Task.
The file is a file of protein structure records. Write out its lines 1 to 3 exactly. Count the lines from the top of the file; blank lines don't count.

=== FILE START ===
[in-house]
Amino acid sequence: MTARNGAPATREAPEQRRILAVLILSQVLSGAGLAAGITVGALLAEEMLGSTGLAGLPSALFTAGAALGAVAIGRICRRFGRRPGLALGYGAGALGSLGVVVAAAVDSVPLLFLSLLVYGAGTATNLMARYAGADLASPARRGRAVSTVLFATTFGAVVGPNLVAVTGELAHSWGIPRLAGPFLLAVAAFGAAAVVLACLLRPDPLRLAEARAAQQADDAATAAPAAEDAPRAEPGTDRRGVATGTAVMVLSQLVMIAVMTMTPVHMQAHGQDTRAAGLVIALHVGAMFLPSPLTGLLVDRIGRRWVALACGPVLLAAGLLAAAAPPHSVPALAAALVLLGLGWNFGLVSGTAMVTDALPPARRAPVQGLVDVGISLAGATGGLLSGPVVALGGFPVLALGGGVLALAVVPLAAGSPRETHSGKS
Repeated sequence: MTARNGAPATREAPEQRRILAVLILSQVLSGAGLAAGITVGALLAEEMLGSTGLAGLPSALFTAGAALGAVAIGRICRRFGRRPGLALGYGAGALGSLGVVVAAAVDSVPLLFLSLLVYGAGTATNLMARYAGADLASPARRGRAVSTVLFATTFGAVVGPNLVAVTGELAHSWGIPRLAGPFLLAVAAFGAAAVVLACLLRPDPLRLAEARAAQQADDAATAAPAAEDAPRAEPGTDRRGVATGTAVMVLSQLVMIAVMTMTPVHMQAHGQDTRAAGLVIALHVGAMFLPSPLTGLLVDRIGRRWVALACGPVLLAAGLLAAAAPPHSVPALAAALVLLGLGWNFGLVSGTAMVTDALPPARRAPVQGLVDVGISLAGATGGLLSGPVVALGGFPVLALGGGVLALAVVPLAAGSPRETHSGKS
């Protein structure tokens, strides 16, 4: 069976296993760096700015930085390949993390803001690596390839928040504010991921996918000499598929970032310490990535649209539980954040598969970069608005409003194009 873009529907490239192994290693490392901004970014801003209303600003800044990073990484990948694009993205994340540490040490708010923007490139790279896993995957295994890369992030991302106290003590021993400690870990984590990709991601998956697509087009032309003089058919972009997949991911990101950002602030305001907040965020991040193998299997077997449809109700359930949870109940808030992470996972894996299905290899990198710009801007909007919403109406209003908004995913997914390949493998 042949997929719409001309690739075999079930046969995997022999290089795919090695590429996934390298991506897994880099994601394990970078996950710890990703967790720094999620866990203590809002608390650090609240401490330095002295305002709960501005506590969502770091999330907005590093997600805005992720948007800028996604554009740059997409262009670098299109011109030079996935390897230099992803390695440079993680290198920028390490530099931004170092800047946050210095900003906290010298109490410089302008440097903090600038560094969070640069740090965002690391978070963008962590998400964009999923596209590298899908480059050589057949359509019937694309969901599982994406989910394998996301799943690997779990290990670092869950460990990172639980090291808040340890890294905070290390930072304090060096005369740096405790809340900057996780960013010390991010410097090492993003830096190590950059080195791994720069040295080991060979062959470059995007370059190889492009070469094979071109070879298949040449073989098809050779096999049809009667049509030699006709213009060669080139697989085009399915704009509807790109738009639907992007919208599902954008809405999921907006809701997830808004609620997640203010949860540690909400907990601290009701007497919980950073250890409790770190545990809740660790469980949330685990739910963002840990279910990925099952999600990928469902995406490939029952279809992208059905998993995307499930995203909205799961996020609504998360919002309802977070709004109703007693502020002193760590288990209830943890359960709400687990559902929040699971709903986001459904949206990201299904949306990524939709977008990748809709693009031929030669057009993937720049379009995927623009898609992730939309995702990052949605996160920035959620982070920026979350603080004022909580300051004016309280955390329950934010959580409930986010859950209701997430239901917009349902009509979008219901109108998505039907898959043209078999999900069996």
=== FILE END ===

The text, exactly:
[in-house]
Amino acid sequence: MTARNGAPATREAPEQRRILAVLILSQVLSGAGLAAGITVGALLAEEMLGSTGLAGLPSALFTAGAALGAVAIGRICRRFGRRPGLALGYGAGALGSLGVVVAAAVDSVPLLFLSLLVYGAGTATNLMARYAGADLASPARRGRAVSTVLFATTFGAVVGPNLVAVTGELAHSWGIPRLAGPFLLAVAAFGAAAVVLACLLRPDPLRLAEARAAQQADDAATAAPAAEDAPRAEPGTDRRGVATGTAVMVLSQLVMIAVMTMTPVHMQAHGQDTRAAGLVIALHVGAMFLPSPLTGLLVDRIGRRWVALACGPVLLAAGLLAAAAPPHSVPALAAALVLLGLGWNFGLVSGTAMVTDALPPARRAPVQGLVDVGISLAGATGGLLSGPVVALGGFPVLALGGGVLALAVVPLAAGSPRETHSGKS
Repeated sequence: MTARNGAPATREAPEQRRILAVLILSQVLSGAGLAAGITVGALLAEEMLGSTGLAGLPSALFTAGAALGAVAIGRICRRFGRRPGLALGYGAGALGSLGVVVAAAVDSVPLLFLSLLVYGAGTATNLMARYAGADLASPARRGRAVSTVLFATTFGAVVGPNLVAVTGELAHSWGIPRLAGPFLLAVAAFGAAAVVLACLLRPDPLRLAEARAAQQADDAATAAPAAEDAPRAEPGTDRRGVATGTAVMVLSQLVMIAVMTMTPVHMQAHGQDTRAAGLVIALHVGAMFLPSPLTGLLVDRIGRRWVALACGPVLLAAGLLAAAAPPHSVPALAAALVLLGLGWNFGLVSGTAMVTDALPPARRAPVQGLVDVGISLAGATGGLLSGPVVALGGFPVLALGGGVLALAVVPLAAGSPRETHSGKS